Since the Vitamin A toxicity symptoms listed above from the Butter Nutrition article can be due to many factors beyond just Vitamin A, one should not self-diagnose with Vitamin A toxicity simply based on this list of symptoms.

Vitamin A Toxic Levels

The Butter Nutrition article also goes on to explain that many foods are high in Vitamin A, and uses this information to prove their point that many may be getting toxic levels of Vitamin A. They cite the following levels of Vitamin A in foods (emphasis added):

  • Liver 338% DV in 100grams~

  • Sweet potatoes 769% DV in 1 cup~~

  • Carrot 44% DV in 1 medium~~

  • Kale 206% DV in 1 cup, chopped~~

  • Salmon 25% DV in 100grams~

  • Butter 11% DV in 1 tablespoon~

  • Cheddar Cheese 12% in 2 ounces~

  • Eggs 24% DV in 3 hard-boiled eggs​~

One thing that should strongly be taken into consideration when discussing Vitamin A toxicity is the type of Vitamin A. These food sources listed above do not distinguish between Preformed Vitamin A (such as Retinol) and Provitamin A (such as Beta-Carotene, which is actually a precursor to "true" Vitamin A). Preformed Vitamin A comes from animal sources, and Provitamin sources come from plants and need to be converted in the body to form Retinol. Based on how slowly this conversion happens, Beta-Carotene is considered safe even at mega doses (source). Again, this is why the sources of Vitamin A should be distinguished between types.

The RDA (Recommended Daily Allowance) for Vitamin A is 900mcg for males ages 19-50 and 700mcg for females of the same age. This requirement goes up for pregnant or lactating women. Most Vitamin A supplement doses are listed in terms of IU's. 1 IU of vitamin A is the equivalent of 0.3mcg of retinol, or 0.05mcg of Beta-Carotene. (source) (source)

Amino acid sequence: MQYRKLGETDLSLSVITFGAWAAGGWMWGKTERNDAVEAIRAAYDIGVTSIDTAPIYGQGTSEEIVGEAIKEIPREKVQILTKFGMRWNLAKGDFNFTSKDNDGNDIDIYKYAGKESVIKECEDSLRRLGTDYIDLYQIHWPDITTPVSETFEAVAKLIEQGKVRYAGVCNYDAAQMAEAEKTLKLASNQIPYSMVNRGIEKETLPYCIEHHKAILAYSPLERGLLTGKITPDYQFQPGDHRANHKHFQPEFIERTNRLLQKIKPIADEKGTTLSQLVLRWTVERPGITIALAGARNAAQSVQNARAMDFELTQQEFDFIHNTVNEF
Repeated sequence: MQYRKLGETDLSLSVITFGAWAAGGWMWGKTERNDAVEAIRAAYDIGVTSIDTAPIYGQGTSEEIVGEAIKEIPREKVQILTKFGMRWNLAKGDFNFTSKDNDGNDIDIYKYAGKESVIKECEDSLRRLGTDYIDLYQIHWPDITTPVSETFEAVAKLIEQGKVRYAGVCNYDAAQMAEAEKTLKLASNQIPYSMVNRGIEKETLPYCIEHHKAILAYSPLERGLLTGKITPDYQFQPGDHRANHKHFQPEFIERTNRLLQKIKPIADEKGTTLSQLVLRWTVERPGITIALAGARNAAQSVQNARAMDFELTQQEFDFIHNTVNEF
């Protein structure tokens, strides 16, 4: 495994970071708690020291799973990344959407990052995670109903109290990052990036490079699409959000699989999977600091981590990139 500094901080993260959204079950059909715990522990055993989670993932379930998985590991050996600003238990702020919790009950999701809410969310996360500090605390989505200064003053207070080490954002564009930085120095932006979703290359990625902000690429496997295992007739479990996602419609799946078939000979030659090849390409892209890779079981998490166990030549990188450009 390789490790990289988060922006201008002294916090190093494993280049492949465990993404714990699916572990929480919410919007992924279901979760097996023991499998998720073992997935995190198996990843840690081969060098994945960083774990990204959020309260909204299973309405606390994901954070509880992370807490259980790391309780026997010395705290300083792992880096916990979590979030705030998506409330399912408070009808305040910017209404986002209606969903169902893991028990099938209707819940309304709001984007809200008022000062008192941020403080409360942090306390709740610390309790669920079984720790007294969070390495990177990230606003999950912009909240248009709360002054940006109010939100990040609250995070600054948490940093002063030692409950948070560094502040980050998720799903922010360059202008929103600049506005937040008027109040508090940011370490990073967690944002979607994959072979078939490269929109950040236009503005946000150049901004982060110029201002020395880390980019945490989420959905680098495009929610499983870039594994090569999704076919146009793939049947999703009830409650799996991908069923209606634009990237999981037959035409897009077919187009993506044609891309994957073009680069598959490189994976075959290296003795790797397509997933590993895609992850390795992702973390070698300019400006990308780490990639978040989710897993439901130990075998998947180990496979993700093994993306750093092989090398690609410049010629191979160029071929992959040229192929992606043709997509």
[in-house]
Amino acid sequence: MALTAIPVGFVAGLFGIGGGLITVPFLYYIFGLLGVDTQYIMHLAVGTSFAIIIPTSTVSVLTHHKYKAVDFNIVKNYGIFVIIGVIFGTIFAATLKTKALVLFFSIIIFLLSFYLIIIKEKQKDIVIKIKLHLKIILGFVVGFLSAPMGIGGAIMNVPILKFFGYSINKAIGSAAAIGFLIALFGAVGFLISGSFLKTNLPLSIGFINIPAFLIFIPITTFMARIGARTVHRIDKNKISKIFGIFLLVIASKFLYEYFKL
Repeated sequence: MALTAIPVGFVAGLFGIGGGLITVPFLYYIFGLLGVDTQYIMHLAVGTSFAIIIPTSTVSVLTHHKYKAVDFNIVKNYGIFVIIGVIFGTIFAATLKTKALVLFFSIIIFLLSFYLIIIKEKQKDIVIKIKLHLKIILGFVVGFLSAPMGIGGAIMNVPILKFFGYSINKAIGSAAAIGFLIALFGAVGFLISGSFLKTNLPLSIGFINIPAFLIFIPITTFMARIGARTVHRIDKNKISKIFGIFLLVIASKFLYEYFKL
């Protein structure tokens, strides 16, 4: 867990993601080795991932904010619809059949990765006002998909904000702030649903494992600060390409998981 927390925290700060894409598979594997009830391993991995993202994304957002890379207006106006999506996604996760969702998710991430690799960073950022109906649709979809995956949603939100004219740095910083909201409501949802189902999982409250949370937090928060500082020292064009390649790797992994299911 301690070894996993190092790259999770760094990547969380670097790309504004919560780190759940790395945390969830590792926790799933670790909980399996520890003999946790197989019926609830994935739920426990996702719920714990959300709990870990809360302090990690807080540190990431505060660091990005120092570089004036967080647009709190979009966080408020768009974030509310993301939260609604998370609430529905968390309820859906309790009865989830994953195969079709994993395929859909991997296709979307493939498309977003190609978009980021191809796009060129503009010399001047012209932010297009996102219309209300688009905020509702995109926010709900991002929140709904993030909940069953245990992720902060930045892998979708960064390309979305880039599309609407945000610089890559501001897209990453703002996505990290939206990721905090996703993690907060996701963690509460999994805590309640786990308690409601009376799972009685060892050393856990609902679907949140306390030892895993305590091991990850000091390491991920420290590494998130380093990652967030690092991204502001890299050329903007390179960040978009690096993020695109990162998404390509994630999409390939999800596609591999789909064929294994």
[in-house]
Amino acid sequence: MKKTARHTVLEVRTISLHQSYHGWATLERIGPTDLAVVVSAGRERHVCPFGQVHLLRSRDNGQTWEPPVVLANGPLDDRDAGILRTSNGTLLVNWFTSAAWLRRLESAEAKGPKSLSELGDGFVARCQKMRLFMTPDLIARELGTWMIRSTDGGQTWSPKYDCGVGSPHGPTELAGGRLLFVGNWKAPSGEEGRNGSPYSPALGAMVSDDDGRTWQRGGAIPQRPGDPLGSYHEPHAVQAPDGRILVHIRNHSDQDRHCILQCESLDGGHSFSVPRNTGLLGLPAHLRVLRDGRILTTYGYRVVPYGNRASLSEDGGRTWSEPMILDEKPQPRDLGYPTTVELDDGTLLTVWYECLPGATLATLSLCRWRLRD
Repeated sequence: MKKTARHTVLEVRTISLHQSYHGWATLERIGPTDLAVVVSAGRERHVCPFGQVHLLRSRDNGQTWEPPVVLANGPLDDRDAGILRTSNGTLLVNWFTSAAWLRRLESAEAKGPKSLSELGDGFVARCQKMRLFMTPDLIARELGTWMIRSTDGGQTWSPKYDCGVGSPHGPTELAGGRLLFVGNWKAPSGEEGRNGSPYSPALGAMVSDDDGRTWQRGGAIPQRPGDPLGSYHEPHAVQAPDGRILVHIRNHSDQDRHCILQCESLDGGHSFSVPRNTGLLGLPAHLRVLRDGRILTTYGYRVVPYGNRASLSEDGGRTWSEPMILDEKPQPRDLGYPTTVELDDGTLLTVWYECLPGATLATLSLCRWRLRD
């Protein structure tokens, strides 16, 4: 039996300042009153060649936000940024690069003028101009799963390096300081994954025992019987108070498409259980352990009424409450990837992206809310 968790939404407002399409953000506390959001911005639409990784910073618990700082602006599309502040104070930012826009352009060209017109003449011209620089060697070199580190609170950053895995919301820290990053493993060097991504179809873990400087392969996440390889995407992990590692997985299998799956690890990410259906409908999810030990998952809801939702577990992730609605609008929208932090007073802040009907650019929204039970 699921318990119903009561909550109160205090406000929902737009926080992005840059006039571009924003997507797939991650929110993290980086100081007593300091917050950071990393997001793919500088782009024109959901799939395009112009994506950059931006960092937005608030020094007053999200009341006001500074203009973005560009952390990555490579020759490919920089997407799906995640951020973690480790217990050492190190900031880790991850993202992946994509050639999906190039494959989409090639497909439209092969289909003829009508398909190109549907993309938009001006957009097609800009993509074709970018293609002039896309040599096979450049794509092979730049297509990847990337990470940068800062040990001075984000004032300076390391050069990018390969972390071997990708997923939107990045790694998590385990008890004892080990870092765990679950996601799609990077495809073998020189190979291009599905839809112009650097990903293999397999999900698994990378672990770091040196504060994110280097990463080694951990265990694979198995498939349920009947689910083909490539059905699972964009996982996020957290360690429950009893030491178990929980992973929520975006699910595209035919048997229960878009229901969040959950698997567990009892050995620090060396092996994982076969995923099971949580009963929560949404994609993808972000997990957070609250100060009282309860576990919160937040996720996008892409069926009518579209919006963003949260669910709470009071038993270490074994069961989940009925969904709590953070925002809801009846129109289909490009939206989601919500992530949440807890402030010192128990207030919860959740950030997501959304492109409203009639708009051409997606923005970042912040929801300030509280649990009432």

The above food sources from Butter Nutrition's article total the following, per serving:

~Preformed A / Animal Sources: 24,048 IU (1,873IU without liver), or ~7,200mcg (only 632mcg without liver)

~~Provitamin A / Plant Sources: 43,940 IU (~2,197 mcg)

Since most people do not eat a serving of liver (3 oz) daily, all of the other foods listed add up to 2,829mcg...IF they were all eaten daily.

Yes, 2,829mcg is above the RDA listed of 700-900mcg. However, toxic levels associated with Vitamin A are currently established at 25,000IU per kg of body weight for an acute toxic dose (meaning taken within a short period of time). With an average adult weighing in at 160lb or 72kg, this would mean a dose of 1,800,000IU would be a toxic dose.

The chronic toxic dose (taken every day over 6-15 months) is 4,000 IU per kg of body weight, or 288,000IU daily for an average-sized adult. The above food sources total only 64,988IU, or 45,813IU without liver. (source)

And, since Beta-Carotene sources have not been shown to be converted quickly enough to exhibit toxicity, if we consider only the Preformed / Retinol food sources, those totals again are only 24,048 IU with liver daily, or 1,873 IU without liver. That is a far cry from the chronic toxic levels of 288,000 IU daily as listed above. (source)